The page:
This purification technology offers a more environmentally friendly and economically competitive method for purifying drinking water supplies.
To create the colloidal polymer abstract, polysulfone is dissolved and precipitated in a mixed water bath, forming small, relatively uniform colloids. When this material is contacted with water containing low concentrations of humic acid (a natural organic constituent of many drinking water supplies) the humic acid is removed through adsorption on the colloidal phase. Colloidal polymer adsorbent has many advantages over the conventional method of activated carbon. Activated carbons must be disposed of or regenerated after their absorption capacity is exhausted. Regeneration is energy intensive and can cause secondary air and water pollution problems.
Disposal of activated carbon sludge also poses a secondary pollution problem. Colloidal polymer adsorbent does not require disposal, and the regeneration process is environmentally friendly. The humic material can be chemically desorbed and the polymer colloids reused.
Also, when compared with a common activated carbon used in the drinking water treatment field, Norit powder, the new polymer colloids demonstrate a larger adsorption capacity.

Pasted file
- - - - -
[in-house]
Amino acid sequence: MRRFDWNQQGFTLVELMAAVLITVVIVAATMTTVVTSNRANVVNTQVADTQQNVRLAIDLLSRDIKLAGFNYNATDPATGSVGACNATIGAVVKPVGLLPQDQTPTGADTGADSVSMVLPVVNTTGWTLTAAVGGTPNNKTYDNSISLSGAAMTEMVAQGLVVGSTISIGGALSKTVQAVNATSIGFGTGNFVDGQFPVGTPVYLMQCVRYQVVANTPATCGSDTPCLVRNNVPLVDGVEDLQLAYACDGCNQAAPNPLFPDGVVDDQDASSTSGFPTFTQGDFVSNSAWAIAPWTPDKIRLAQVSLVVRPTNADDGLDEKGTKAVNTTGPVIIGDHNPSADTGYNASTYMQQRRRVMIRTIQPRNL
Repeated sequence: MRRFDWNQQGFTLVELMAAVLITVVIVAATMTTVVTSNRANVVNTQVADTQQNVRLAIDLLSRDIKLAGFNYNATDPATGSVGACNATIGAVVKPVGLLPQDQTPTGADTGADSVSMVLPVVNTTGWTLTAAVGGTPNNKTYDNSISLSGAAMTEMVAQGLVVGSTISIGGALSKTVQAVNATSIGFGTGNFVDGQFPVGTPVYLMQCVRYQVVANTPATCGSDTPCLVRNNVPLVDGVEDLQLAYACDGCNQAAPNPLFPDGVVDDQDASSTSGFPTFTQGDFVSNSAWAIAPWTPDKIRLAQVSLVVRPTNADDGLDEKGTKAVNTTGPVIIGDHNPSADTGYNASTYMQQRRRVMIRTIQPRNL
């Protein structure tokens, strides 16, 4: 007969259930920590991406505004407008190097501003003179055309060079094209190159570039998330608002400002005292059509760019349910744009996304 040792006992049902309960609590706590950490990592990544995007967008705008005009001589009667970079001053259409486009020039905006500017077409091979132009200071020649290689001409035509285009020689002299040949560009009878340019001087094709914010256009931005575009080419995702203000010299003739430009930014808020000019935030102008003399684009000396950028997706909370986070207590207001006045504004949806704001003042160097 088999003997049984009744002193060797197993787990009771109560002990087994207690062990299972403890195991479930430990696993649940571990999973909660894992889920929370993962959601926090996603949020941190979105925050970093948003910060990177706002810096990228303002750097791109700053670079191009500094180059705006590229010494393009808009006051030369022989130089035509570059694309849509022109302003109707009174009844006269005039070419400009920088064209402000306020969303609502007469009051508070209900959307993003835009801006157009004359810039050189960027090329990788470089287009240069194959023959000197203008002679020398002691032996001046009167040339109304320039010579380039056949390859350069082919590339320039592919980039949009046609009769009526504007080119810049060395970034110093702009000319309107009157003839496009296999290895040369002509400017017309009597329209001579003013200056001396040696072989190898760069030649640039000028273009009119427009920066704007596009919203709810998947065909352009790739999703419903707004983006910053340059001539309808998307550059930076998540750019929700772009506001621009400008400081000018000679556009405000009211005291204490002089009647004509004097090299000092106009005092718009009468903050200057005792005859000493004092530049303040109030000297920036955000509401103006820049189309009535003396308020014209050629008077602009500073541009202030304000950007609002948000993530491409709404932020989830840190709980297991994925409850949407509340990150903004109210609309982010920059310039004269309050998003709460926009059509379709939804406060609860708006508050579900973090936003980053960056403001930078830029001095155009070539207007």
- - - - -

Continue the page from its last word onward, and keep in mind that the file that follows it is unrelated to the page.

In municipal water supplies, dissolved natural organic matter such as humic acid can give color, taste, and odor to water, and during treatment of the water supply, the natural organic matter can react with chemical disinfectants such as chlorine to produce known carcinogenicchlorinated-organic compounds like chloroform. Polymer colloids can be added directly to water supplies and allowed contact time in order to absorb natural organic compounds. The colloids have a large absorption capacity, and can easily and cheaply be regenerated through a simple chemical desorption step. The adsorbent need not be disposed and the regenerating solution is easily neutralized.
Polymer colloids are an economic and environmental solution to the problems associated with conventional purification methods.